Thorpe, Others Finished At JMU

Posted: December 7, 2012

Daily News-Record

HARRISONBURG — In October, the NCAA awarded Justin Thorpe a sixth season of eligibility. If the quarterback uses it, it won’t be at James Madison.

JMU coach Mickey Matthews said Friday that Thorpe will not return for his sixth season. As for whose idea it was, Matthews wouldn’t comment except to say that he didn’t try to talk Thorpe into staying.
“When Justin said he didn’t think he was coming back, I said that was fine,” Matthews said. “That was kind of the deal.”

Matthews said Michael Birdsong, the No. 2 quarterback this season as a true freshman, will be the starter in 2013.

It is unclear if Thorpe will use his extra year of eligibility somewhere else. The fifth-year junior did not return a voicemail seeking comment Friday, and Matthews said he didn’t know if Thorpe plans to play football next season.

“I’ve had limited conversations with him, but I think he plans on graduating and moving on with his life,” Matthews said.

If Thorpe earns his degree before transferring, he will be eligible under NCAA rules to play anywhere immediately if he starts on a new degree. If he doesn’t get his degree at JMU, he would have to play in Division II or III because he would have to sit out a year in D-I – and sitting out a year isn’t an option because he has just one season of eligibility remaining.

Thorpe isn’t the only player leaving early.

Matthews said that tailback Jordan Anderson and wide receiver Renard Robinson, both redshirt juniors, will not return for their senior seasons.

“They came to me and said they didn’t want to play their fifth year, and I certainly understood that,” Matthews said. “And Jordan’s pre-med, and he had some really tough classes, and Renard is a very good student. They didn’t want to play their last year. We have to honor that.”

Reached via text message, Anderson declined to comment.

Robinson, when asked why he isn’t coming back and if it was his decision, said, “I’m not coming back because I’ve decided, in the best interests [for] me, that it’s best that I end my career this season and graduate and move on to the next phase of my life.”

Multiple sources, however, said that Robinson was not invited back. It is unclear whether Anderson wanted to stay.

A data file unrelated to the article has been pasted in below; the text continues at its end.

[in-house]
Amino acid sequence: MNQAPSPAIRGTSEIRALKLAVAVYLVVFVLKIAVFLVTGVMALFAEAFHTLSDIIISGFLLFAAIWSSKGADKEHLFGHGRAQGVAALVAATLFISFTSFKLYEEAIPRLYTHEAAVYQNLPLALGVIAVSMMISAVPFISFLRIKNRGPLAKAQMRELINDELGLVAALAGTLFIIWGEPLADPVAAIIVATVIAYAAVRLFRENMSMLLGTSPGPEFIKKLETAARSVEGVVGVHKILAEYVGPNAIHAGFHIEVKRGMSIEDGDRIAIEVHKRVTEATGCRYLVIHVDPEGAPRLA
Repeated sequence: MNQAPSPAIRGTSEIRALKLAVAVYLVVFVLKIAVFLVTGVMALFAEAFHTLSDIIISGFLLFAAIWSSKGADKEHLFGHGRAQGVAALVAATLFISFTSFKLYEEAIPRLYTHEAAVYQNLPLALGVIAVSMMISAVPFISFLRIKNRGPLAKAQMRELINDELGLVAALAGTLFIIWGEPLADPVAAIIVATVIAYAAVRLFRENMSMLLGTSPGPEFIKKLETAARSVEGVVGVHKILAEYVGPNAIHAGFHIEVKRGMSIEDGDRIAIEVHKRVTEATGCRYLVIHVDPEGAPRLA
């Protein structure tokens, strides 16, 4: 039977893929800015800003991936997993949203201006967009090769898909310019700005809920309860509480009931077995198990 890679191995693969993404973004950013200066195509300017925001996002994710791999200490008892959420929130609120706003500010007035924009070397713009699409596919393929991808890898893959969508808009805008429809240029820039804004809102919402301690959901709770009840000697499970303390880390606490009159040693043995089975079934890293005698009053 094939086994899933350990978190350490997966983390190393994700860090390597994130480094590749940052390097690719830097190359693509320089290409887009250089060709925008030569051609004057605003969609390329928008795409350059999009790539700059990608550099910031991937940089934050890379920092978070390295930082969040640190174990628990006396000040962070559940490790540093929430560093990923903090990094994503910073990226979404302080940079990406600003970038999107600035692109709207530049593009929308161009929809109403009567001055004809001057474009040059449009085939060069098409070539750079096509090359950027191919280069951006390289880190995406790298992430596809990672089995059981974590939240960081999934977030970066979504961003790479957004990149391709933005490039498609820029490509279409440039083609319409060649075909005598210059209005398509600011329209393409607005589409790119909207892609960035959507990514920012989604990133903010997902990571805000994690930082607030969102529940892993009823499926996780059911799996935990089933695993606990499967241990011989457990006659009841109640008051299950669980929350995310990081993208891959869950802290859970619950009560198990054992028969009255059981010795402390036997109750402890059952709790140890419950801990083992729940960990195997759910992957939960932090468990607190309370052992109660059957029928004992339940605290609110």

Anderson, who showed flashes in 2011, never got going in 2012. He had just 67 carries in 11 games, averaging 20.3 yards per game and 3.4 yards a carry. He scored one touchdown. Robinson, who had a limited role in JMU’s run-based offense, had 12 catches for 184 yards and a touchdown in 11 games.

Thorpe completed 62 percent of 205 passes for 1,529 yards and 11 touchdowns but he was intercepted nine times. He averaged 152.9 yards passing per game. A running threat, he also was the team’s second-leading rusher, averaging 68.1 yards per game. He ran 151 times and scored 10 touchdowns.

Now, his career, at least at JMU, is done — and it was a career defined by inconsistency.

After winning the Colonial Athletic Association Offensive Rookie of the Year award in 2009, Thorpe missed 2010 season with a knee injury sustained in the first game of the season. He returned in 2011 but was suspended five games for failing, sources said, a second drug test.

Thorpe entered this season as the Dukes’ unquestioned starter, and Matthews even called him the most talented quarterback he’s had at Madison. But Thorpe was inconsistent, eventually getting benched in favor of Birdsong on Oct. 20 at Richmond — a benching he didn’t handle well. After being taken out, Thorpe kept to the other side of the sideline from the offense and appeared to pout. He later apologized for his behavior.

Birdsong started the next game against Georgia State, but Thorpe returned the following week against Maine, playing as part of a platoon, to claim CAA Offensive Player of the Week honors.
Thorpe and the offense, however, struggled down the stretch. The Dukes lost their last two games and missed the playoffs. Had Birdsong not been hurt — he injured his ankle in the last minute against Maine — Matthews said he would have played both quarterbacks the rest of the season.

Next year, expect JMU to tailor its offense — and its offensive coordinator — to the strong-armed Birdsong.

“Our quarterback’s going to be Birdsong, and the first thing we’re doing to do is talk to some people. We’re very excited about him, about how well he throws the ball,” Matthews said. “We’ll continue to mix in some option, but certainly, he’s not an option-style guy.”


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